How I Helped Tim Ferriss or the 52nd Best Benefit of Journaling or How I Procrastinated Yesterday

A few days ago, I was procrastinating. It was a stupidly easy task — a few minutes at most — but it produced disproportionate amounts of anxiety. Finally, I decided to be nimble and do something else.

So I started flipping through old journals. (Made easier because we’re in the midst of a move to New York City and they were stacked in a box in my office.)

I came across one from about two years ago, written right after my fifteen minutes of fame on Twitter.

Here’s the story, briefly: Tim Ferriss posted a really personal story involving suicide. After telling the story, Ferriss presented an argument about why people should not commit suicide. One of Ferriss’s several points is that a person who commits suicide might cause more sadness among friends and family than he or she experienced themselves.

Brian Cuban, Mark Cuban’s lesser-known brother, took issue with the word might, arguing that this suggested that it might not, which in turn means that suicide is an OK option. Cuban and Ferriss then got in a Twitter battle, each side joined by their followers.

I Tweeted something about words being imperfect, and how meaning cannot be derived without the context of other words. By focusing narrowly on might, Cuban was missing the point. Worse, he was extrapolating to argue that Ferriss was arguing that suicide was OK — which was the complete opposite of his actual argument.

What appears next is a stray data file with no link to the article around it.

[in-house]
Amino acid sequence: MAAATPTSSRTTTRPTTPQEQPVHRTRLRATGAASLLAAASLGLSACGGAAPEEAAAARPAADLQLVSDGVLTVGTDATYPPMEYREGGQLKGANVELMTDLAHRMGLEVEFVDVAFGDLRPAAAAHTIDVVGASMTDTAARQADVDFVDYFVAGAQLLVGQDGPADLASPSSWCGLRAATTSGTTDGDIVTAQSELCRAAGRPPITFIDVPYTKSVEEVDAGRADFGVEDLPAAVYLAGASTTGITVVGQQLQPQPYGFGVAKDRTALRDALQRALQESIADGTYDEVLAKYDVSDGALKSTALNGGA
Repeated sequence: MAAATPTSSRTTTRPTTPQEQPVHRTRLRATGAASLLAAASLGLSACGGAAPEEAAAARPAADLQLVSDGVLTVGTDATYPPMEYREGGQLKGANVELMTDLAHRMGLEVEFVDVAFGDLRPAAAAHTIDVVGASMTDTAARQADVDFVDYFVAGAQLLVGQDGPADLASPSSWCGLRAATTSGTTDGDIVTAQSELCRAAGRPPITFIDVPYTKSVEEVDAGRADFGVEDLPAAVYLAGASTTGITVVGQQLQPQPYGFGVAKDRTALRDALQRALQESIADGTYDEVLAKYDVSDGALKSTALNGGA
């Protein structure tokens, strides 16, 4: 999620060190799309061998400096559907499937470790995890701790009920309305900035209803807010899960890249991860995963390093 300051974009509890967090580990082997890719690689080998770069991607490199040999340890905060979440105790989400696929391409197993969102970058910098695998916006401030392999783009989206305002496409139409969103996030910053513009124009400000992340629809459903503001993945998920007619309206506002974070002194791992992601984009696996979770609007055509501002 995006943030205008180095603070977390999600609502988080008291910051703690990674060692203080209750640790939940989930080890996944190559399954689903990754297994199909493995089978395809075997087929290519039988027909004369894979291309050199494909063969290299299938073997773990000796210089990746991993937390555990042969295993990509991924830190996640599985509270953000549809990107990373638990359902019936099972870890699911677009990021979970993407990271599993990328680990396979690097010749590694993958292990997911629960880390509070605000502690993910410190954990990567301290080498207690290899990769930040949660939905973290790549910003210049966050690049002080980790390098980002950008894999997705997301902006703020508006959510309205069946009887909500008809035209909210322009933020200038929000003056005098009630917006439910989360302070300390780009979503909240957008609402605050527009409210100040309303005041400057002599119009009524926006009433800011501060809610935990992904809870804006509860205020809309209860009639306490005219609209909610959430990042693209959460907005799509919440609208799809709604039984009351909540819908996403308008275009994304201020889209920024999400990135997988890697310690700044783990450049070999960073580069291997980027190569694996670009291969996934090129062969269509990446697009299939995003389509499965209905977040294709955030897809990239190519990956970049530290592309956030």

Ferriss quoted me as his closing argument and ended the battle.

Mic. drop.

Reading my journal entry, I sensed some vanity. I was on a dopamine high because I’d earned the (brief) respect of the famous Tim Ferriss, a bunch of new Twitter followers and blog readers. And I was absolutely damning of Cuban’s comments: condescending, almost to the point of vindictiveness.

This was disappointing to me. I’d like to think that the Michael Motta of T0day wouldn’t have gloated so much, or been so quick to shit on Cuban. (Or even taken the time to get involved in an ultimately meaningless Twitter debate.)

But the truth is, I’m not sure how I’d react today. I’m subject to the same condition as Brian Cuban and Tim Ferriss: mental models. Ferriss saw one thing. Cuban another. And me a third. We’re all just responding to the world we see, not the world of others, not the world we share.


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